Zimbabwe cannot afford to worry about the permutation and combinations; they have to focus on doing certain things right. © AFP

Zimbabwe cannot afford to worry about the permutation and combinations; they have to focus on doing certain things right. © AFP

Moments after he hit a six off the last ball to give Zimbabwe to a crucial five-wicket win over the Netherlands on Wednesday (March 19), Vusi Sibanda tweeted, “Never an easy situation to be in. But what a relief when all goes well!!!!!”

While the result kept Zimbabwe’s hopes of qualifying for the Super 10 round alive, Sibanda and his teammates will be aware that they are only in partial control of their fate. Not only do they have to beat the United Arab Emirates by a convincing margin at the Sylhet Divisional Stadium on Friday (March 21), they will be hoping that Ireland, to whom they lost in the last ball, have a rare off day and slip up against the Netherlands. That would tie Zimbabwe, Ireland and The Netherlands on points at the top of the Group B table, and one team would go through on the basis of a superior net run rate.

However, Zimbabwe cannot afford to worry about the permutation and combinations; they have to focus on doing certain things right.

In the game against Ireland, four top-order batsmen failed to convert starts into big scores. It proved to be costly at the end as Brendan Taylor’s 59 and Tinashe Panyangara’s four-wicket haul went in vain.

In their next game, Zimbabwe reduced the Netherlands to 35 for 4 but failed to close things as the fielding standards dropped. They made heavy weather of their chase of 141 as except for Hamilton Masakadza and Taylor, once again the top order failed. Had it not been for some industrious batting by Sean Williams and Sibanda’s decisive blow, Zimbabwe would have been left with bruised egos.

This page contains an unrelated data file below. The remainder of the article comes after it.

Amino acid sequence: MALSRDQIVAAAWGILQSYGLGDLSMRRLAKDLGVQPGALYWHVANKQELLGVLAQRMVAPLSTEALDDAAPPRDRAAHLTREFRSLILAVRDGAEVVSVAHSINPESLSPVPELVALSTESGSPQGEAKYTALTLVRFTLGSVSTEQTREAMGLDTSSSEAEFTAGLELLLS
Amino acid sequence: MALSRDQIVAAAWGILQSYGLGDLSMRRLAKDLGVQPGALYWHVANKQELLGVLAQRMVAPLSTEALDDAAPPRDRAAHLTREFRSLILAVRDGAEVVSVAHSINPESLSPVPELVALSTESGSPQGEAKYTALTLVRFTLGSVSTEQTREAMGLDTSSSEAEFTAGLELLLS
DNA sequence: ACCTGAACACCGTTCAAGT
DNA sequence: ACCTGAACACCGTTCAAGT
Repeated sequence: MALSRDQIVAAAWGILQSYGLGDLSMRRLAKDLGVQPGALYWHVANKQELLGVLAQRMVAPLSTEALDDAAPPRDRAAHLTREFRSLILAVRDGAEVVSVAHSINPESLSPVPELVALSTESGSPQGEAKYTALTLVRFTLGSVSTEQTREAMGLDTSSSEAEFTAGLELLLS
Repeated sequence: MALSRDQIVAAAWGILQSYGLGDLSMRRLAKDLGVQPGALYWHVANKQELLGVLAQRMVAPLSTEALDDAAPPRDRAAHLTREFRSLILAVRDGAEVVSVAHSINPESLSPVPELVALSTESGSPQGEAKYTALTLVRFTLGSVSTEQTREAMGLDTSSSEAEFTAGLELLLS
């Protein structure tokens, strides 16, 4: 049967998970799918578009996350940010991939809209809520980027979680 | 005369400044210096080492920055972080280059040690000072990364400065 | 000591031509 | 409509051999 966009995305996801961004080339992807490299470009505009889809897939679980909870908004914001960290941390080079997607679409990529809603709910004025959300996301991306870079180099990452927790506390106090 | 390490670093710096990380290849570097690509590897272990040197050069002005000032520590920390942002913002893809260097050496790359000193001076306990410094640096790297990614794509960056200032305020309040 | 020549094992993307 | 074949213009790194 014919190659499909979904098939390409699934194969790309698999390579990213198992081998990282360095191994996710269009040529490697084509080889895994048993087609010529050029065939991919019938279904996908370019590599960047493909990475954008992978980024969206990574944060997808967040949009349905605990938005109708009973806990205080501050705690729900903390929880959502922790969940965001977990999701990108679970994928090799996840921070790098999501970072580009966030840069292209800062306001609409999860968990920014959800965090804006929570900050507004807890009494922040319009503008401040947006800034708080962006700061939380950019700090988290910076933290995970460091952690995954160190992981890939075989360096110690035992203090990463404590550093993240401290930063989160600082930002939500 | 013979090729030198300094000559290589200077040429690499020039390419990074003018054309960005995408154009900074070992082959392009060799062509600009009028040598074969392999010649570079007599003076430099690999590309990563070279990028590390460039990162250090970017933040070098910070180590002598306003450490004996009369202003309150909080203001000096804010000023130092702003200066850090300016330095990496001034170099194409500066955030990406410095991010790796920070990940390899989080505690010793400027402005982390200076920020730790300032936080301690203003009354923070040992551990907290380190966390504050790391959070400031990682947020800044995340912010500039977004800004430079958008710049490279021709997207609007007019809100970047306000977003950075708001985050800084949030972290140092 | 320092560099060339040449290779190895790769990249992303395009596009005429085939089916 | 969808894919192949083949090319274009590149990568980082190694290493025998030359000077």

From Dave Houghton to Andy Flower, Zimbabwean cricket has seen better days. A variety of reasons has led the team to its current predicament, but that does not take away the manner in which Taylor has led the team in the tournament so far.

He has put a brave face on it and been brutally honest in his post-match analysis. A big believer in taking the positives out of any situation, Taylor would have regrouped the unit and made them believe that they have enough in them for one more big effort, which, if things work out in their favour, could provide yet another trigger point to resurrect the country’s dwindling cricket graph.

If Zimbabwe’s story has been that from optimism to despair, UAE’s journey has been the opposite. The last time they were up against a Test-playing nation was in 2008 when they participated in the Asia Cup in Pakistan.

Aaqib Javed, UAE’s coach, has worked hard to help the team make it to this tournament and qualify for the 2015 World Cup. While they are not in the race for a Super 10 spot, the game against Zimbabwe gives them a chance to make a strong statement.

For them to make this opportunity count, the batsmen must put up a fight. They batted first in their previous two games, but none of batsmen has been able to score a fifty so far. There has simply not been enough on the board for the bowlers to be able to influence the proceedings.

If UAE could be inspired to reverse this trend, then it would go a long way in convincing the authorities back home that faster a central contract system is in place, the better it would be for all concerned.

Teams (from):

Zimbabwe: Brendan Taylor (capt, wk), Tendai Chatara, Elton Chigumbura, Tafadzwa Kamungozi, Timycen Maruma, Hamilton Masakadza, Shingi Masakadza, Natsai Mushangwe, Tinashe Panyangara, Vusi Sibanda, Sikandar Raza, Prosper Utseya, Brian Vitori, Malcolm Waller, Sean Williams.

UAE: Khurram Khan (capt), Ahmed Raza, Amjad Ali (wk), Amjad Javed, Faizan Asif, Manjula Guruge, Kamran Shazad, Moaaz Qazi, Swapnil Patil (wk), Rohan Mustafa, Rohit Singh, Shaiman Anwar, Sharif Asadullah, Vikrant Shetty, Shadeep Silva.